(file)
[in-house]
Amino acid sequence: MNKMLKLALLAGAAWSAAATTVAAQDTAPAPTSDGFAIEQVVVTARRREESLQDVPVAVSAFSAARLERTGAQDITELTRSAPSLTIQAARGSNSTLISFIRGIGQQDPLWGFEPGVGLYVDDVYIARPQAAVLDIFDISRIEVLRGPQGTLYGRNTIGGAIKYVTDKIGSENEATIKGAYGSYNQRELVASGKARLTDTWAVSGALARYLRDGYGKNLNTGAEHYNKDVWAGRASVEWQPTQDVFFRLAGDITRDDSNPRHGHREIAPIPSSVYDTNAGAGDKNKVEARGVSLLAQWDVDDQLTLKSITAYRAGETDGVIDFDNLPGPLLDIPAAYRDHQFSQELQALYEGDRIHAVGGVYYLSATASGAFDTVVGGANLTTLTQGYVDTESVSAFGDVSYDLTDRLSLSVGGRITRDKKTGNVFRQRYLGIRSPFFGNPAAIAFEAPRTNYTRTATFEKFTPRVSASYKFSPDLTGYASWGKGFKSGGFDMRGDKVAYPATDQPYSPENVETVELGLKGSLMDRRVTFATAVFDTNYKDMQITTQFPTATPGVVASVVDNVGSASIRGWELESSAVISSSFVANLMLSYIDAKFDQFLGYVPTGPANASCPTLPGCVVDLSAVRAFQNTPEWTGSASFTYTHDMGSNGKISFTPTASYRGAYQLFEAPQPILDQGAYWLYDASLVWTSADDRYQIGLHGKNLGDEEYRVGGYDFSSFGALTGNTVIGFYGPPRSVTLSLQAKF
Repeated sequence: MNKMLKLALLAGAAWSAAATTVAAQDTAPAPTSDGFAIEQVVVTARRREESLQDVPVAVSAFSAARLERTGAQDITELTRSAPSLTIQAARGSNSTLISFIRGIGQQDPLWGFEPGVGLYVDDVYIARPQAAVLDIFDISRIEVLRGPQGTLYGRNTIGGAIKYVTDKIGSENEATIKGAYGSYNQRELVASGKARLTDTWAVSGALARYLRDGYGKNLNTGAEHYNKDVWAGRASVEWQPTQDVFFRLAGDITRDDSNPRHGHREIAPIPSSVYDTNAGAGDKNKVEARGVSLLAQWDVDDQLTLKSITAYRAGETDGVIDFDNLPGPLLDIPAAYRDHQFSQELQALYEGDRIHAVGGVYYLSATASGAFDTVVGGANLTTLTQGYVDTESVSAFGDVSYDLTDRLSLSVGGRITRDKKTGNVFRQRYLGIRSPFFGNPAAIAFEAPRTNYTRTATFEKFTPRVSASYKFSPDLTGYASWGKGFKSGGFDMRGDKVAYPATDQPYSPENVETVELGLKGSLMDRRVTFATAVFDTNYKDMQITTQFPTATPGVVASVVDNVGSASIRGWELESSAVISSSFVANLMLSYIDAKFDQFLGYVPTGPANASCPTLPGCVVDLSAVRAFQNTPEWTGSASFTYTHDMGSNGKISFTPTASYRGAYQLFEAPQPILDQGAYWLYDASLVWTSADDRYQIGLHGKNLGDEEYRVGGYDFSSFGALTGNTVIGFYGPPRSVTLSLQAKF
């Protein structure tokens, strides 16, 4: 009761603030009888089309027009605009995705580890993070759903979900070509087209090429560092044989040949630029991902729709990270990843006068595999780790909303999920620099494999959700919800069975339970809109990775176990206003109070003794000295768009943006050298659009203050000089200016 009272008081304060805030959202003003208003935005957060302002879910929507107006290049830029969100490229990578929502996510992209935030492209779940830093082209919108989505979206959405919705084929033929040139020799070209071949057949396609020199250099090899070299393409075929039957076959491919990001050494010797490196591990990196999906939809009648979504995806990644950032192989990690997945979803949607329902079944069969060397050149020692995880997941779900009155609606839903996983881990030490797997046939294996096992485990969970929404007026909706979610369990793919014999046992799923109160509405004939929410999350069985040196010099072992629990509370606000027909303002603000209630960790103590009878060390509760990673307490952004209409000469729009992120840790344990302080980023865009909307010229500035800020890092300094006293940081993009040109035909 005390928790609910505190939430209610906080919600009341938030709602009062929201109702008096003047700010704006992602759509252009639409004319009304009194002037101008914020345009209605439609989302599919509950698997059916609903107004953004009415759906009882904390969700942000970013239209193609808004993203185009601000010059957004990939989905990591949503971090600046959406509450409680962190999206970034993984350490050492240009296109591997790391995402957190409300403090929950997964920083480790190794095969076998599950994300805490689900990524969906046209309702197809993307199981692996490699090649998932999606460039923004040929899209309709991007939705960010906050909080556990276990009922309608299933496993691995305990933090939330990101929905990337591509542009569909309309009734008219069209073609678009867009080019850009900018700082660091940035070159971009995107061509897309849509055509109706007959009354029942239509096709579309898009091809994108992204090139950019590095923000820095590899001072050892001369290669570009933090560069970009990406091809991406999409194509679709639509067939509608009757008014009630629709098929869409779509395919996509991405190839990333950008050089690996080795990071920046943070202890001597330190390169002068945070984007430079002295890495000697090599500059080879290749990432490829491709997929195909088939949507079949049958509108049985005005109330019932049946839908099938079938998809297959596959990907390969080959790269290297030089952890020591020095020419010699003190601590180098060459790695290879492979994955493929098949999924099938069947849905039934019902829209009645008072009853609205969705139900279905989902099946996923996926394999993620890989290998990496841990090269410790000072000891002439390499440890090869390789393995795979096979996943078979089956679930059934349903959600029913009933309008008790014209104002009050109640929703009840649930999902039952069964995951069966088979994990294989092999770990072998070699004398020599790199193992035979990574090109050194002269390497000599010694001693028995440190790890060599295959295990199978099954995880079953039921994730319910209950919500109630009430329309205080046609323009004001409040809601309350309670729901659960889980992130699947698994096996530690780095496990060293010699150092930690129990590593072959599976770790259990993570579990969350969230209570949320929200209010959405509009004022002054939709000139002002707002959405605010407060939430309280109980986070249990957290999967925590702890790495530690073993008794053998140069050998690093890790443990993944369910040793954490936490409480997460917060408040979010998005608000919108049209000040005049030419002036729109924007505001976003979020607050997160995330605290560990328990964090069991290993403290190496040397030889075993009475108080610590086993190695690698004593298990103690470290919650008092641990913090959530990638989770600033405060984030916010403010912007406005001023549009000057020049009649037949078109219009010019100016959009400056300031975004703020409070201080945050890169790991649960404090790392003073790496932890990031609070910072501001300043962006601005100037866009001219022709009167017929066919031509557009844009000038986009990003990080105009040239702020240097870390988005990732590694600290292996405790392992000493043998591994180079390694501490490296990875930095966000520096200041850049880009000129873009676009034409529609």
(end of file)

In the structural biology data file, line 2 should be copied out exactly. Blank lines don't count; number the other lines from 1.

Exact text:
Amino acid sequence: MNKMLKLALLAGAAWSAAATTVAAQDTAPAPTSDGFAIEQVVVTARRREESLQDVPVAVSAFSAARLERTGAQDITELTRSAPSLTIQAARGSNSTLISFIRGIGQQDPLWGFEPGVGLYVDDVYIARPQAAVLDIFDISRIEVLRGPQGTLYGRNTIGGAIKYVTDKIGSENEATIKGAYGSYNQRELVASGKARLTDTWAVSGALARYLRDGYGKNLNTGAEHYNKDVWAGRASVEWQPTQDVFFRLAGDITRDDSNPRHGHREIAPIPSSVYDTNAGAGDKNKVEARGVSLLAQWDVDDQLTLKSITAYRAGETDGVIDFDNLPGPLLDIPAAYRDHQFSQELQALYEGDRIHAVGGVYYLSATASGAFDTVVGGANLTTLTQGYVDTESVSAFGDVSYDLTDRLSLSVGGRITRDKKTGNVFRQRYLGIRSPFFGNPAAIAFEAPRTNYTRTATFEKFTPRVSASYKFSPDLTGYASWGKGFKSGGFDMRGDKVAYPATDQPYSPENVETVELGLKGSLMDRRVTFATAVFDTNYKDMQITTQFPTATPGVVASVVDNVGSASIRGWELESSAVISSSFVANLMLSYIDAKFDQFLGYVPTGPANASCPTLPGCVVDLSAVRAFQNTPEWTGSASFTYTHDMGSNGKISFTPTASYRGAYQLFEAPQPILDQGAYWLYDASLVWTSADDRYQIGLHGKNLGDEEYRVGGYDFSSFGALTGNTVIGFYGPPRSVTLSLQAKF